Versus Arthritis Centre for Sport, Exercise and Osteoarthritis
University of Nottingham

Synthetic broccoli compound shows promise as osteoarthritis treatment

A new study has demonstrated the potential benefits of a new osteoarthritis drug based on a compound found in broccoli.

Developed in collaboration between the University of London's Royal Veterinary College and British drugmaker Evgen Pharma, the therapy is based on a synthetic version of sulforaphane, a substance found in cruciferous vegetables such as broccoli, sprouts and cabbage.

This compound has been shown to block enzymes that destroy joint cartilage and processes that cause inflammation associated with osteoarthritis, but patients would have to consume unrealistically large quantities in order for it to have an effect.

Previous efforts to create a sulforaphane-based medicine have been held back by its inherent instability. However, this new project has led to the synthesis of a stable version of sulforaphane, which has been incorporated into a medication called Sulforadex, also known as SFX-01.

Study data presented at the joint meeting of the European Calcified Tissue Society and the International Bone and Mineral Society indicates that a single dose of the product provides as much sulforaphane as eating around 2.5 kg of broccoli in a day.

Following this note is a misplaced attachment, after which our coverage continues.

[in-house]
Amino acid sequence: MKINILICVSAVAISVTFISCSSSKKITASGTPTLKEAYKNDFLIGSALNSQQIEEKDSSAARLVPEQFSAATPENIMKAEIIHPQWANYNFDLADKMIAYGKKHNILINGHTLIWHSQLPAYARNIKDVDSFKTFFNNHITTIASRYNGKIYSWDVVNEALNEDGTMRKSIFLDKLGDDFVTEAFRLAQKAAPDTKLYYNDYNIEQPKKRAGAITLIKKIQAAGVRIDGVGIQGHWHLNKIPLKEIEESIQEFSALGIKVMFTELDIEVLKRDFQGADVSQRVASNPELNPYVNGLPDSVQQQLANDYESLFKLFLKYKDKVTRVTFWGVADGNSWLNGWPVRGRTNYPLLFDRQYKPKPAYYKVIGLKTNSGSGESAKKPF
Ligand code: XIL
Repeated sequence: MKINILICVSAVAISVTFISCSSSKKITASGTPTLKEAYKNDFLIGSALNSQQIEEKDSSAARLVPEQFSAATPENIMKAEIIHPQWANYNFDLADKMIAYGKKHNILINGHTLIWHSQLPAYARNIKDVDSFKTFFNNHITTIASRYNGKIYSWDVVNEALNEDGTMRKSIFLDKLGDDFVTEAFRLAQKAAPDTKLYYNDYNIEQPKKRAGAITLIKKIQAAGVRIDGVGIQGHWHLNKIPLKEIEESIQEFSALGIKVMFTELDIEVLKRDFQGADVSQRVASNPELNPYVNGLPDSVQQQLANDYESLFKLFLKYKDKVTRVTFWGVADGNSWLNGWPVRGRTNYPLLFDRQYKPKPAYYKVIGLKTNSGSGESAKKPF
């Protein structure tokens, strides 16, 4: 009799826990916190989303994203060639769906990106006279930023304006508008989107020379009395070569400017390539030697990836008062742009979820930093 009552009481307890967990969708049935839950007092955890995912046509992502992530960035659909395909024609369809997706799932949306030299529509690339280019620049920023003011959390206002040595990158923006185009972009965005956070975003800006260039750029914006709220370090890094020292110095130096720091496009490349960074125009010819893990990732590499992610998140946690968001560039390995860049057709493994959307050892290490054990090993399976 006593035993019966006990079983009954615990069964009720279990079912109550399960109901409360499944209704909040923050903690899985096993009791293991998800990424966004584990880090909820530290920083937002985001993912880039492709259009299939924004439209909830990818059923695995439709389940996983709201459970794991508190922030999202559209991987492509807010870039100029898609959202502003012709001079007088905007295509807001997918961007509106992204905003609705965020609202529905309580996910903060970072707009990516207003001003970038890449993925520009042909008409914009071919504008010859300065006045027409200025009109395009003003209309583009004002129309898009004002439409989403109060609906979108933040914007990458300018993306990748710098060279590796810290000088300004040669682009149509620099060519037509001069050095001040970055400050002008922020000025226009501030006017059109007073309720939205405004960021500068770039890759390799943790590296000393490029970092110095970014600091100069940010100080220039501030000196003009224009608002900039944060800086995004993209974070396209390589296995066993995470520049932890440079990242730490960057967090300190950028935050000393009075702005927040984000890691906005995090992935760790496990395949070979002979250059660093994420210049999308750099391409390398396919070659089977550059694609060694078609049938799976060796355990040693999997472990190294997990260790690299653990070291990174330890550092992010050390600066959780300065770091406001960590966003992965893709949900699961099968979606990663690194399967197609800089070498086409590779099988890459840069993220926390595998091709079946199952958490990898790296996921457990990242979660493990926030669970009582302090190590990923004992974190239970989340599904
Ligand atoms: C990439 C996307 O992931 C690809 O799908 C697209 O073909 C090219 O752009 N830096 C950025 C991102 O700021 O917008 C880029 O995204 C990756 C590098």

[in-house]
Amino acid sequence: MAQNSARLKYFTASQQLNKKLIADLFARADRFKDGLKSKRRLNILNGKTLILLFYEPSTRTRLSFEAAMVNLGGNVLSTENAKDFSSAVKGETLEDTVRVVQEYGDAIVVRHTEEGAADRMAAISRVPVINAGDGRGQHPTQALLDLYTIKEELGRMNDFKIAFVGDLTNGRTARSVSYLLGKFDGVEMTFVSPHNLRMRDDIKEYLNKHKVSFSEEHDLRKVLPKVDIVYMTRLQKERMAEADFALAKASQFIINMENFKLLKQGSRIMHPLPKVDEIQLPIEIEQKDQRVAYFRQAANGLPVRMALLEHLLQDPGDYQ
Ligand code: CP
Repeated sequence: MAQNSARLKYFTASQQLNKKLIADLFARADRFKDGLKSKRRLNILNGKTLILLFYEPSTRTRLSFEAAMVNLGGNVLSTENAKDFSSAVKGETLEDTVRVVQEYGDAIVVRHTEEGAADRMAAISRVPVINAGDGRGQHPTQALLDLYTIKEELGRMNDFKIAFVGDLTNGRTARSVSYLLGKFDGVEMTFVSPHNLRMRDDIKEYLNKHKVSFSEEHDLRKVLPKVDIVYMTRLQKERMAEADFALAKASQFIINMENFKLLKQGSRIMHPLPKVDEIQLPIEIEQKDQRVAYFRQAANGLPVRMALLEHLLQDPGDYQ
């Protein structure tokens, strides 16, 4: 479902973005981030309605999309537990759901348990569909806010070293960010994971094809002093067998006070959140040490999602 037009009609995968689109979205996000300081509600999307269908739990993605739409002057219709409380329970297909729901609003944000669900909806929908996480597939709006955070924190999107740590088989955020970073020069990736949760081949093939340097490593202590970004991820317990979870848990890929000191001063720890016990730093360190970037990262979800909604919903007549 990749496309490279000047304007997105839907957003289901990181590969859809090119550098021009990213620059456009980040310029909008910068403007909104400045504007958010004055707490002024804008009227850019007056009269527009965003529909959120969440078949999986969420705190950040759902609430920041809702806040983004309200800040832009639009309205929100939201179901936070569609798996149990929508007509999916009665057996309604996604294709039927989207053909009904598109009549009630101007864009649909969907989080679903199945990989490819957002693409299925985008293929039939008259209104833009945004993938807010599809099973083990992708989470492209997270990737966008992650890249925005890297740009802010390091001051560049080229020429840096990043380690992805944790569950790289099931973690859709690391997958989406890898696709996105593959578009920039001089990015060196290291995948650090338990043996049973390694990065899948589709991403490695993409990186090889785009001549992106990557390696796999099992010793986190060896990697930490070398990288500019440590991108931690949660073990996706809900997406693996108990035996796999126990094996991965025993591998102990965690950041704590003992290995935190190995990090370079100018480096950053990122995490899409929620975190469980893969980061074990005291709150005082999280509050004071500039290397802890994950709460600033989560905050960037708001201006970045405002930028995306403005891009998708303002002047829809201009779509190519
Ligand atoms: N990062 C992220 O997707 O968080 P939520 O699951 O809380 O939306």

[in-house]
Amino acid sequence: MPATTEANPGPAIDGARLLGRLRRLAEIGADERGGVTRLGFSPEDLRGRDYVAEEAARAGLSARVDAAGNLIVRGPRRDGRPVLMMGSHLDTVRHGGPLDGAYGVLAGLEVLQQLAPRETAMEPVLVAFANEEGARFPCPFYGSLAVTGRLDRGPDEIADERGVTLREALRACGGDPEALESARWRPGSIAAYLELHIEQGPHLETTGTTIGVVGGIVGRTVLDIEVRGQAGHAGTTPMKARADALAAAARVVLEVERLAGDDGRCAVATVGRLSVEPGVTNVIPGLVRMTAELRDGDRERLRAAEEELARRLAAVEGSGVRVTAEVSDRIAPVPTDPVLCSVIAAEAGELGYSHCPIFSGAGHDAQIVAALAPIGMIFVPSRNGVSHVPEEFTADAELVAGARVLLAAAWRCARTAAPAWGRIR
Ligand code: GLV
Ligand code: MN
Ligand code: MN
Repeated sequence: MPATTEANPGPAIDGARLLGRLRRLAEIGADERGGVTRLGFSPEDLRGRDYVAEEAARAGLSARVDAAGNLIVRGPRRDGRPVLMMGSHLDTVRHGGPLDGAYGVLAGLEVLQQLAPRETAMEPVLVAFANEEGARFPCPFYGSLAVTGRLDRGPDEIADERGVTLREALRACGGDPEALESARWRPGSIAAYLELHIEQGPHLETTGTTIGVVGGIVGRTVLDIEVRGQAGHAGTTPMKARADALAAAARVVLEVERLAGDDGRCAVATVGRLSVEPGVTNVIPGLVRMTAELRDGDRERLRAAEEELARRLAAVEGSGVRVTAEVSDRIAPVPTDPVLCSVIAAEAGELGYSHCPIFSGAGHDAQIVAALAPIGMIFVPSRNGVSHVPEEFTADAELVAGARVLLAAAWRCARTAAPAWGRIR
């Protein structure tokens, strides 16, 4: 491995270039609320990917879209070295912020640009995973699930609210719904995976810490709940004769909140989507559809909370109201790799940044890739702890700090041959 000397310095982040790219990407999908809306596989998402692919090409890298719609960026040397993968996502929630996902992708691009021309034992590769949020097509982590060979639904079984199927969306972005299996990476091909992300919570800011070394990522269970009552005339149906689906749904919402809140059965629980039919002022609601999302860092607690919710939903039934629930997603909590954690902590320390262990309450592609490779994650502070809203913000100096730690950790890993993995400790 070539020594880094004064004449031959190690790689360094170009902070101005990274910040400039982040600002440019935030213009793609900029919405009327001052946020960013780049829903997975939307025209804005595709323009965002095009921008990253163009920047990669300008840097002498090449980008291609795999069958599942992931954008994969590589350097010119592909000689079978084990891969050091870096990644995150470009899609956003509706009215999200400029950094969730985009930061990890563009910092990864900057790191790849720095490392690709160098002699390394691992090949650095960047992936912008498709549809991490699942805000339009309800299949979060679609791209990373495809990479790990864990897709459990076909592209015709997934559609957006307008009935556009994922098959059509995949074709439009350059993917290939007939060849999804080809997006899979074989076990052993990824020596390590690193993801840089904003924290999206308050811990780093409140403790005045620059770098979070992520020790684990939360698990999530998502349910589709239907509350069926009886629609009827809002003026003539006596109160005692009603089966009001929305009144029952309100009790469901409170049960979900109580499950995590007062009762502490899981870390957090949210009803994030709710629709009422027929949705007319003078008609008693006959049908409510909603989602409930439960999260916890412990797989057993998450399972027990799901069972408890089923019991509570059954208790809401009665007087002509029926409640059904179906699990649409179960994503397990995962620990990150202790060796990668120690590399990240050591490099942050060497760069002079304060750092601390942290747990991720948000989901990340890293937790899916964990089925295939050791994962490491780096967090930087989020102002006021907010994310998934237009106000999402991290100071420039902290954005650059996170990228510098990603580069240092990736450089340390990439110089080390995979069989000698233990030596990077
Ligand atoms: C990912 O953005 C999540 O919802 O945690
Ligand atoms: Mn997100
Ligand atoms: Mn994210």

Moreover, experiments with mice showed that SFX-01 delivered significantly improved bone architecture, gait balance and movement in comparison to an untreated sample group.

Andrew Pitsillides, professor of skeletal dynamics at the University of London Royal Veterinary College, said: "These initial results are very positive for such an experiment and we have convinced ourselves that sulforaphane is a promising agent for the treatment of osteoarthritis.

"However, the clinical development of sulforaphane has been held back by the fact that it is inherently unstable. Thus, SFX-01 is a major advance in this area."

A spokeswoman for Arthritis Research UK, which has previously funded research that established the beneficial effects of sulforaphane in osteoarthritis, said the findings were promising, although the data was yet to be published.

"We know that sulforaphane helps to block inflammation associated with osteoarthritis, but so far it has been difficult to see how this finding could be applied to humans without them having to consume vast amounts of broccoli every day," she added.

"This new research could take us a step closer to being able to take a daily supplement."

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Posted on Thursday 30th April 2015